Dara Huang, Founder: Design Haus Liberty/ DH Liberty
I got my bachelor degree from the University of Florida and went on to get my masters at Harvard. During my time there, I won some national scholarships which allow me to travel around the world. I also interned at several well known architecture firms in New York and Tokyo. After graduation, I went on to teach studio at Harvard for the summer then work for Herzog De Meuron in Switzerland for a few years. I then moved to London and worked for Foster and Partners and a boutique firm in Chelsea. From there I was definitely ready to take that leap and start my own practice! Architecture is my greatest passion and its the area I spent many years studying and practicing. I appreciate interiors as this falls under the umbrella of design. My firm focuses on design on many scales: from large scale sub-structure all the way to furniture design.
How did you set up your company?
I made sure I had some savings built up and at least one client who wanted to work with me before saying my ‘goodbyes’ from my old firm. It was more of a mental thing, that I didn’t feel like I would start something with nothing to do- even though that was far from the truth. I had to set up a company, find an office, start a website- it all started quite small and grew from there. Clients started coming in surprisingly quickly from there, although it required significant networking. We are a new firm and don’t have a significant ‘built’ portfolio. The majority of our work is being built at the moment so I suppose we need to wait until these are completed before we can show finished product. Thankfully we’ve had a lot of our visions represented through great computer generated images, done in house by the team and I.
What would you consider to be some of your biggest accomplishments so far, and which ones do you feel most proud of?
We started less than a year ago with one employee. Now we are a team of ten and have projects all over the world. Having built a team of talented individuals with interesting projects to work on is certainly our biggest accomplishment to date. The first competition we embarked on was RIBA’s Forgotten Spaces 2013. We worked in collaboration with another studio and are now a finalist. The submission is being exhibited at the Somerset House later this year.
How do you measure your success?
Success to me is being satisfied with what has been accomplished and energised for what is on the horizon. No matter how big a firm can get, it should never lose these elements. We make things that excite us and that is success in its own right. I would love to reach a point where large clients from hospitality, retailing, public amenities, or large scale developers are seeking us out to create something unique.
Who would you consider a significant role model for you?
I have several role models. Most of them are entrepreneurial women who are self-made and able to have a healthy family life. Of course I deeply admire my parents, without them I wouldn’t be who I am today. Design wise, I really admire the work of Peter Zumthor and Kengo Kuma.
What’s the best advice you’ve ever been given?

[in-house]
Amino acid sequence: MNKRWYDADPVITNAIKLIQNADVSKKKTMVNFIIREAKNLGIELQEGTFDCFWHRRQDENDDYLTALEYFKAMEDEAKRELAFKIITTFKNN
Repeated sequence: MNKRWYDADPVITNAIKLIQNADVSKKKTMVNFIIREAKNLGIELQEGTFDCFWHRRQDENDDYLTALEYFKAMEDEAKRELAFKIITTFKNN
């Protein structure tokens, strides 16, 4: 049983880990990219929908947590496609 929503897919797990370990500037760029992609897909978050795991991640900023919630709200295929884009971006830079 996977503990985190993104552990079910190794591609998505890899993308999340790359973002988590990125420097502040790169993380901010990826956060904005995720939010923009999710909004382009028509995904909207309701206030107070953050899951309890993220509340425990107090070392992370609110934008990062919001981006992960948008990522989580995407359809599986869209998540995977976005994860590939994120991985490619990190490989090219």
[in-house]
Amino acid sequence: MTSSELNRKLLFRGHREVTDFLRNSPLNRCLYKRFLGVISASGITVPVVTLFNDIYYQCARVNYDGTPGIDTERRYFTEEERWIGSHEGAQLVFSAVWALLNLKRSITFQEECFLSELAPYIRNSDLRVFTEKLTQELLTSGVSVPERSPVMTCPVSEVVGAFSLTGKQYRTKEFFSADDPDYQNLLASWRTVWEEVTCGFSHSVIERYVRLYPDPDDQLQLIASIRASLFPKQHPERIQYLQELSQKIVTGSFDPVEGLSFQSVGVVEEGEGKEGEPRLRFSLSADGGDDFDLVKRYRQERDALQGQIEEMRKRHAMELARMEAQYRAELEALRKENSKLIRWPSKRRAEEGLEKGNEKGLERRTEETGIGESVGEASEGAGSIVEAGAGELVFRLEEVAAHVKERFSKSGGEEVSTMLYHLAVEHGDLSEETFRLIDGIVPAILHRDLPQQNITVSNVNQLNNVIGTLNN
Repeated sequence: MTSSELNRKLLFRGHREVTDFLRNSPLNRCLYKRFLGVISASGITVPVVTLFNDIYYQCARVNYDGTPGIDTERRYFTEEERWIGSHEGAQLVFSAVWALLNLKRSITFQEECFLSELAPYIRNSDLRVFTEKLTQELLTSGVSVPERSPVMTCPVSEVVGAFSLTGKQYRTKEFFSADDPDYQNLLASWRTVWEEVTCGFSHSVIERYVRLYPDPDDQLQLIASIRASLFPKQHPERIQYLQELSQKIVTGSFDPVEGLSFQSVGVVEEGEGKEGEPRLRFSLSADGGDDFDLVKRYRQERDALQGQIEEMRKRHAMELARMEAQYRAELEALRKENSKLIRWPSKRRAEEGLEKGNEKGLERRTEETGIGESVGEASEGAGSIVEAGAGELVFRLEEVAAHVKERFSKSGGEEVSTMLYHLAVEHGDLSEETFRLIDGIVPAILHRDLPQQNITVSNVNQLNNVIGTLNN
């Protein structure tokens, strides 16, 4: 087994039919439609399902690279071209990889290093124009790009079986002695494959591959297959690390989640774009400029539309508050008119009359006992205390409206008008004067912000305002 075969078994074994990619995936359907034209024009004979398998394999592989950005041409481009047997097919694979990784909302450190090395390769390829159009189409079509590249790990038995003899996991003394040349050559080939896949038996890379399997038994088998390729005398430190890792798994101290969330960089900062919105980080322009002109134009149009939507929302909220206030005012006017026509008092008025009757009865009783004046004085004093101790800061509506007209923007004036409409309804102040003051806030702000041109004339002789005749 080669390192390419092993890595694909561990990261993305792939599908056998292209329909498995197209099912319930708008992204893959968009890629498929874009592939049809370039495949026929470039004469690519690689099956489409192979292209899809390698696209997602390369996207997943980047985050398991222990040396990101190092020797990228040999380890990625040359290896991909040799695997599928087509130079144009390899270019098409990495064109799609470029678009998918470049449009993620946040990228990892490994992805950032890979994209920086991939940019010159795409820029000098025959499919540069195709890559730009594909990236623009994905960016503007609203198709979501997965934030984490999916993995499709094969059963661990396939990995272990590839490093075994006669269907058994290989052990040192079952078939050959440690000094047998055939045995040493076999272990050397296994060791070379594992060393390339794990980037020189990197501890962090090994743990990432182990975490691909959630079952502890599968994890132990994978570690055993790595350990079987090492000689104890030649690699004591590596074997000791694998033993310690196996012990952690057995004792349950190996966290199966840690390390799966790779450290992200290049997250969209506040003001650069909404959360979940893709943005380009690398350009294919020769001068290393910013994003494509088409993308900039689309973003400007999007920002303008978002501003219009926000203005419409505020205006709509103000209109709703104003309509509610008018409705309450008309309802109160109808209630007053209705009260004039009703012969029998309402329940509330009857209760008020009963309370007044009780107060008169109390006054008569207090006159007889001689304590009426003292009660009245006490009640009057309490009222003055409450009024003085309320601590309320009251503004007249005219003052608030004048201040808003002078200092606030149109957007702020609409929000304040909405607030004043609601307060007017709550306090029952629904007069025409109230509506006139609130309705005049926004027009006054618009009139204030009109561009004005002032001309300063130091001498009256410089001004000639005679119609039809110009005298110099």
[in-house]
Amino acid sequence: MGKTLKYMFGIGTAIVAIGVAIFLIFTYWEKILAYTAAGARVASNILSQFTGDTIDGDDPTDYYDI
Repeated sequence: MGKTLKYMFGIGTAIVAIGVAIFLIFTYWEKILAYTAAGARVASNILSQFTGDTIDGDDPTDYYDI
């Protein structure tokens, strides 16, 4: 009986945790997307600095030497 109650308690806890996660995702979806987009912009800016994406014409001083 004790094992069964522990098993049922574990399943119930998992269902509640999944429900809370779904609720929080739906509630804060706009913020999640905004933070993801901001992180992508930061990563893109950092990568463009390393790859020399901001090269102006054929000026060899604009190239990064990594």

“All I have to do is ask.” Sometimes we are paralysed with fear: fear of rejection or fear of asking a stupid question. When you think of it, there is no downside to asking: you either get a ‘no’ and move on, or get the answer you were looking for.
What advice would you give someone trying to start up their own company?
That being financially stable will sustain a company, but passion, zeal, and ambition is what will ultimately lead to its success.
What have you learnt along the way?
I have learned to you can’t always plan for things to happen, and not to expect things to always go your way, or else you will set yourself up for disappointment. Rather be appreciative if it happens, and if it doesn’t, keep going and move on to the next big thing!
What are your ultimate workwear wardrobe staples?
Pair of black trousers. As long as they are not bootcut, though who knows, fashion has a history of repeating itself. Black is professional and goes with everything. I have so many of them. My favorites are a pair from: Straight Leg Trousers from The Fold, Gucci and a baggy pair from Helmet Lang. I love baggy silk trousers with elastic ankles, they look stylish and are flowy.
How do you maintain a good work/life balance?
At this stage work takes precedence to working out or getting home at a reasonable hour, but I do go out socially at night at least once a week to keep my sanity, meet my friends, and hopefully also converse with interesting people that may or may not become future clients. I don’t consciously go out with a hand full of business cards or anything. Given the stage of our business set up, my personal life has tended to suffer. Vacations are nearly impossible, but you have to force yourself to unwind and de-stress. That’s important.
What are your wardrobe essentials?
For work, everything looks better with a skinny belt and accessories ie: earrings, bracelet, watch, and or necklace. If I have a serious meeting I add a blazer, heels and a stylish pair of glasses (as opposed to my contacts). I think its important to look fashionable and assertive if clients are to entrust you with the design/branding of their office/home. But usually I am in flats with a loose top- but always accessorised and never leaving home without putting some effort into maintaining the way I look.